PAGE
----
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Tea Party Bill Would Gut Endangered Species Act
Tea Party senators introduced a bill last week that would effectively end the protection of most endangered species in the U.S. by gutting some of the most important provisions of the Endangered Species Act. Senate Bill 1731, introduced by Tea Party members Sen. Paul (R-KY), Sen. Lee (R-UT) and Sen. Heller (R-NV) would end protections for most of the species that are currently protected by the act and make it virtually impossible to protect new species under the law. It would also eliminate protection for habitat that’s critical to the survival of rare and struggling animals and plants around the country.
“Here we are celebrating the fortieth anniversary of the Endangered Species Act this year, and the Tea Party wants to tear it limb from limb,” said Brett Hartl, endangered species policy director at the Center for Biological Diversity. “It’s really a sad testament to how out of touch the Tea Party has become with the American people, and how beholden they are to industry special interests that are more interested in profits than saving wildlife, wild places and a livable future for the next generation.”
In its 40-year history, the Endangered Species Act has been more than 99 percent successful at preventing extinction for wildlife under its protection and has put hundreds of plants and animals on the path to recovery, including bald eagles, grizzly bears, whales and sea turtles.
Despite this successful track record, the bill’s most extreme provision would require that every five years all protected species be removed from the list of threatened and endangered species, eliminating all legal protections. No matter how close to extinction they might be, every listed species would then have to wait until Congress passed a joint resolution renewing their protections under the act for another five years. Five years later, this process would start over again, eliminating all protections until Congress passed another joint resolution.
“The strength of the Endangered Species Act—in fact all of our nation’s environmental laws—comes from the requirement that science, not politics, guide the protection of our wildlife, air and water,” said Hartl. “This bill would allow extreme ideologues in Congress to veto environmental protections for any protected species they wanted, just so they could appease their special-interest benefactors.”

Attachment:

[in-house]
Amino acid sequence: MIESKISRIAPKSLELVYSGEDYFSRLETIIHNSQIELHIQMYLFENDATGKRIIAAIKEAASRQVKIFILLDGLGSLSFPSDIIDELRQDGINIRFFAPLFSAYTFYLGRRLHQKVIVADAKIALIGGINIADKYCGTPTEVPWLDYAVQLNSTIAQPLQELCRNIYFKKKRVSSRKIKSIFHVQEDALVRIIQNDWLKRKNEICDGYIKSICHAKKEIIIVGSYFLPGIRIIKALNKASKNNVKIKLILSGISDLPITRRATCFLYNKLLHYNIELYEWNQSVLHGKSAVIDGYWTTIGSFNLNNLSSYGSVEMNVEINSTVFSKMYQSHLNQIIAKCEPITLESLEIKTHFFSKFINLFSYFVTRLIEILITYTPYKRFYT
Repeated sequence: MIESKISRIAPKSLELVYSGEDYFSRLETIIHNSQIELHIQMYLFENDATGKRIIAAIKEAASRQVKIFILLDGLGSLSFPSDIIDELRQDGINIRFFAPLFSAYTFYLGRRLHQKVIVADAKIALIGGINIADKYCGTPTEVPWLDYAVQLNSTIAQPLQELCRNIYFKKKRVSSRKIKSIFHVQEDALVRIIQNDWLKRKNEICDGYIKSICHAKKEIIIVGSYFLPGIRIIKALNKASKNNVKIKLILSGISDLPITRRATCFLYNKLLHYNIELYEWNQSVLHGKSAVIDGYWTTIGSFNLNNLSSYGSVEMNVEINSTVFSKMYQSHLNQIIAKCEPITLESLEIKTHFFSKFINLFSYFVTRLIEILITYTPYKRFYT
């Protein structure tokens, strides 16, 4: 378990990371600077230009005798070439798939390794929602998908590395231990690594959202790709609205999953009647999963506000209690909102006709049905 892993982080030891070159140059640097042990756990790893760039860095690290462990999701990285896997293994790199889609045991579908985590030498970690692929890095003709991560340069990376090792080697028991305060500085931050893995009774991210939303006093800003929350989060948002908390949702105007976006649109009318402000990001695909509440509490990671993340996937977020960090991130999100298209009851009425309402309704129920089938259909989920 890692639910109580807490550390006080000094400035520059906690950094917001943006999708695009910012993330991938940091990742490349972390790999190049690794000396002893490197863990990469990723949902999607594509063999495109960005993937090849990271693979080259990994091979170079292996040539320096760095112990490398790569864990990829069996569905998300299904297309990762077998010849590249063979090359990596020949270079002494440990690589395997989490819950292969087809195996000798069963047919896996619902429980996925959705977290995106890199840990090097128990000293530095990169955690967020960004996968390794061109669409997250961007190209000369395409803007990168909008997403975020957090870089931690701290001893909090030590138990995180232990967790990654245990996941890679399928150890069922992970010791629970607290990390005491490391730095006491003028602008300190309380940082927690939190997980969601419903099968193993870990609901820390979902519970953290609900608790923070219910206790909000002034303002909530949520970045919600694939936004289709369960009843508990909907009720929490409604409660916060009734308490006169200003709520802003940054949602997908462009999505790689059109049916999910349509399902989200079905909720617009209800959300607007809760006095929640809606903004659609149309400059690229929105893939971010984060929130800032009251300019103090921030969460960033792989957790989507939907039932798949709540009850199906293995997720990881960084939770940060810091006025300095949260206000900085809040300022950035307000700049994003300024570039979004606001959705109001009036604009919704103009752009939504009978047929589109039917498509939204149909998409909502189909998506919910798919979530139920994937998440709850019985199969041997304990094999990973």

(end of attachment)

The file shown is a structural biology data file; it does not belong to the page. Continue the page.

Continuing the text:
The bill would eliminate all protections for the critical habitat of endangered species and allow state governments to effectively veto any conservation measures designed to protect an imperiled species within their respective state. Meanwhile federal wildlife agencies would need to complete onerous accounting reports to estimate the costs of protecting endangered species rather than completing tangible, on-the-ground conservation activities to protect species and the places they live.
“This bill would devastate species protections and open the door to log, mine and pave some of the last places on Earth where these animals survive,” Hartl said. “It’s a boon for profiteers like the Koch Brothers but will rob every American who values wildlife and wild places.”
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Talk is cheap, says the acting executive secretary of the United Nations Convention on Biological Diversity, who begged governments around the world to make sure that 2020 is not another year of conferences and empty promises, but instead is the year to take decisive action to stop the mass extinction of wildlife and the destruction of habitat-sustaining ecosystems, as The Guardian reported.